September 2019 Exclusive Story
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DENVER–The U.S. economy has bounced back from its deepest recession in 70 years, and its strength is carrying the rest of the world with it, says an economist from Canada’s export credit agency.
“I believe the global economy, led by the U.S. economy, has entered a new cycle,” says Stuart Bergman, assistant chief economist at Export Development Canada and a representative to the Organization for Economic Cooperation and Development. “The recovery is here and it is real.”
For the past year, economic forecasts have signaled rough seas for the recovery because of alarming headlines and market volatility, Bergman notes. “With all the unrest around the world, from the Ukraine to Ebola to the Islamic State, people are asking whether we really have turned a corner on the great recession,” he reflects.
In early 2014, Bergman observes, most economic forecasts concurred with the OECD’s view that the U.S. economy would grow about 3 percent. Then, later in the year, “We started to see forecasts that predicted a turn for the worse,” he says. “That created plenty of panic and gyrations in the market, but those forecasts were based on temporary factors, including weather and healthcare-related expenses, and so were not reliable.”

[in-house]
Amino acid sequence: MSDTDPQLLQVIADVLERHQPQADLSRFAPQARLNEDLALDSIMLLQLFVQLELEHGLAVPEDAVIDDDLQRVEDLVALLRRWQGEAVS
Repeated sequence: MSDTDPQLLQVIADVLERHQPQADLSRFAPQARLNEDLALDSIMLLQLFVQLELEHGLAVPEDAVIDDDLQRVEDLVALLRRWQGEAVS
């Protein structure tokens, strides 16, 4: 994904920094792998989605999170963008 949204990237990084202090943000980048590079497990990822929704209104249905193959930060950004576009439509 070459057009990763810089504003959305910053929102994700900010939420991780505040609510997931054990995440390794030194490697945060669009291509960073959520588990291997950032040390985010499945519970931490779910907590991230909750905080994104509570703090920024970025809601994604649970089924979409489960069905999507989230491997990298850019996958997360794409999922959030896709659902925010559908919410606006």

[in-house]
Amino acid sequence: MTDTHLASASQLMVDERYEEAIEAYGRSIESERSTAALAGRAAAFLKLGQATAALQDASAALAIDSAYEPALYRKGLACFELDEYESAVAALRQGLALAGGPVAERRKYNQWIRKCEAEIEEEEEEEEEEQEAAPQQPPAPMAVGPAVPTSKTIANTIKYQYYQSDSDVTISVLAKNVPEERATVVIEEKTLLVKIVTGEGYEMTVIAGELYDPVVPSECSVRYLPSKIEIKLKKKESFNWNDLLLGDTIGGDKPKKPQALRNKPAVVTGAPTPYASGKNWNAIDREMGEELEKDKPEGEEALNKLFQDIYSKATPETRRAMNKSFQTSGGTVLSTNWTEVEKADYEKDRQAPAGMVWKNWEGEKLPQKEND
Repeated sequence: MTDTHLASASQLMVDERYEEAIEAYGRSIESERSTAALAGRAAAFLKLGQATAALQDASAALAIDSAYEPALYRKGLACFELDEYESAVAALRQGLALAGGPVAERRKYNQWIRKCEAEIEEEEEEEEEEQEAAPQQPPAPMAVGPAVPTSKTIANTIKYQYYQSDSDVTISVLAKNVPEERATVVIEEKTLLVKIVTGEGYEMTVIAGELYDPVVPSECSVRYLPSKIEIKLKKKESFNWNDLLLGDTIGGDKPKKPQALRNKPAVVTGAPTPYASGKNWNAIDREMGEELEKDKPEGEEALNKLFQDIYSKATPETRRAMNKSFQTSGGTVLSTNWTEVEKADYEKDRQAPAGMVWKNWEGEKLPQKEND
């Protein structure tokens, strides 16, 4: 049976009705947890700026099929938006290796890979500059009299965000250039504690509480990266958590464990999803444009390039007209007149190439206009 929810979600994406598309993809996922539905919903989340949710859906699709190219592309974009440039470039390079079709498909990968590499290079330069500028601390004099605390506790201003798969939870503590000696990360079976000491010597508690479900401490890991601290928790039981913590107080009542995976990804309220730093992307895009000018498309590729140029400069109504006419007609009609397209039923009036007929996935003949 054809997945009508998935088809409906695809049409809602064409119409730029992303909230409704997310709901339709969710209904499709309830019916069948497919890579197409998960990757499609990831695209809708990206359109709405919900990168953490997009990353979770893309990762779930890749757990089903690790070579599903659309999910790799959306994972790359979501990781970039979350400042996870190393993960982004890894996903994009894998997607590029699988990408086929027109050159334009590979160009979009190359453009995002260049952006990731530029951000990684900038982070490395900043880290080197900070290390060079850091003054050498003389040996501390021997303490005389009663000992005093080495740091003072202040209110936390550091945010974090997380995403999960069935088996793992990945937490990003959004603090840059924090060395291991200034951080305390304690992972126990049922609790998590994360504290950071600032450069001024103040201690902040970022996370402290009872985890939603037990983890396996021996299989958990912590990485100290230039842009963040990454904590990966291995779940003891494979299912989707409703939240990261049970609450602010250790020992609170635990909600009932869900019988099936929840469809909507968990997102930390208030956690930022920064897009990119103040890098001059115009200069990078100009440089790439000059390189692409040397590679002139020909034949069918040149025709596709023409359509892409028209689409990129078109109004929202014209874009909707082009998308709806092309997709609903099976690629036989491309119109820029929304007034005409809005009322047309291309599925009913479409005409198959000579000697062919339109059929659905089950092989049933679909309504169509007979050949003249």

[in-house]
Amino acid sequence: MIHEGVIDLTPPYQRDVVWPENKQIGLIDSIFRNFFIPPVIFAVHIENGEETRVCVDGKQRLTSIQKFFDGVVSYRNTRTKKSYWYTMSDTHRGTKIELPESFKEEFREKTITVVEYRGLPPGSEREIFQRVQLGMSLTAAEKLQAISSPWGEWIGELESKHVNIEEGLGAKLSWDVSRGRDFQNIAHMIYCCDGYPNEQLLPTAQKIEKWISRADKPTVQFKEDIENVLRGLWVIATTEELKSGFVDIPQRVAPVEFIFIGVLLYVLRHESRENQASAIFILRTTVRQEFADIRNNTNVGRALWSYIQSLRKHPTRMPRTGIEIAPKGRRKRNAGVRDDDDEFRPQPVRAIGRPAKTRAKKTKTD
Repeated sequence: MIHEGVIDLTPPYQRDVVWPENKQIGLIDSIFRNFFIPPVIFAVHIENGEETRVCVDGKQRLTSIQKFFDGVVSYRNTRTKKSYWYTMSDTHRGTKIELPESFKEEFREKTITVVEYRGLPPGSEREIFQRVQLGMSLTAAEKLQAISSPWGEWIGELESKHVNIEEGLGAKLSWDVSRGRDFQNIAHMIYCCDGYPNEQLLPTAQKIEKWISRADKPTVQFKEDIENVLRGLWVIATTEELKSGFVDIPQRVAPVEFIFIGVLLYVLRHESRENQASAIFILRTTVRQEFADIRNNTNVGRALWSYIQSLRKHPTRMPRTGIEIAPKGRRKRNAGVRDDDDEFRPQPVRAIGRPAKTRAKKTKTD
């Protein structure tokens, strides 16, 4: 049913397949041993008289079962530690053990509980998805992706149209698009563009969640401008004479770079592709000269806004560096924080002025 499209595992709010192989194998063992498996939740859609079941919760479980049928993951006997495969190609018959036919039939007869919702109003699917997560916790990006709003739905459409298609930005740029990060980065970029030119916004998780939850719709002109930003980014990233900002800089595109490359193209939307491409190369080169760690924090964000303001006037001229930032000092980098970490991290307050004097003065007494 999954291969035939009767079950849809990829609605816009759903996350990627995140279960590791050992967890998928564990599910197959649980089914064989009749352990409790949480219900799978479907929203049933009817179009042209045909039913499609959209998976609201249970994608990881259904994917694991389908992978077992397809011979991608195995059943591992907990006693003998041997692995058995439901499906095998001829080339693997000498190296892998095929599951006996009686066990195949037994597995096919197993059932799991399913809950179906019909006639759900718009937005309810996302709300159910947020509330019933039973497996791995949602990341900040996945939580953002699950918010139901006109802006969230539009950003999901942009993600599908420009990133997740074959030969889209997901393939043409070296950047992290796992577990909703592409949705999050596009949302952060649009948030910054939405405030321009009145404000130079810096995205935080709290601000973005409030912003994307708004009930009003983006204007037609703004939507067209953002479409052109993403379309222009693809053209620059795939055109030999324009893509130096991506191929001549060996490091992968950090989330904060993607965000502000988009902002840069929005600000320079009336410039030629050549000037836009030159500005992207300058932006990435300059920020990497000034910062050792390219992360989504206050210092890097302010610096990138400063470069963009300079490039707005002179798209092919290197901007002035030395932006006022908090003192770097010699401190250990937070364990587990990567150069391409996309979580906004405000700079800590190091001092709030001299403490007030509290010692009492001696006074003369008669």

Speaking at the monthly Denver Energy Finance Discussion Group breakfast in January, Bergman said that despite the low-price concerns that had spread across the domestic oil industry, North American and global economies were strong and the outlook was promising.
“I am here to tell you: Relax, it’s going to be OK,” Bergman assures.
Without a doubt, the effects of the global recession in 2008 and ’09 caused a massive amount of restructuring in financial markets, notes the economist.
In developing forecasts, economists don’t rely on political developments and daily movements in commodities, Bergman relates. “We look at the long-term fundamentals so we can tell our clients where we are and where we should be, given those fundamentals,” he explains.
Bergman says economists rely on the OECD as an important source of information. Its summary of leading indicators, he says, is significant because it provides a consistent view of global economic activity over the prior 10 years.
“Six years ago, the failure of Lehman Brothers and other events led to dire predictions of the utter collapse of the global economy,” Bergman recalls. “As a result, unprecedented amounts of cash were shoveled into the economy as a stimulus. That gave us the illusion of recovery and fairly impressive growth. But the next thing you know, all we heard about was the dreaded double-dip recession.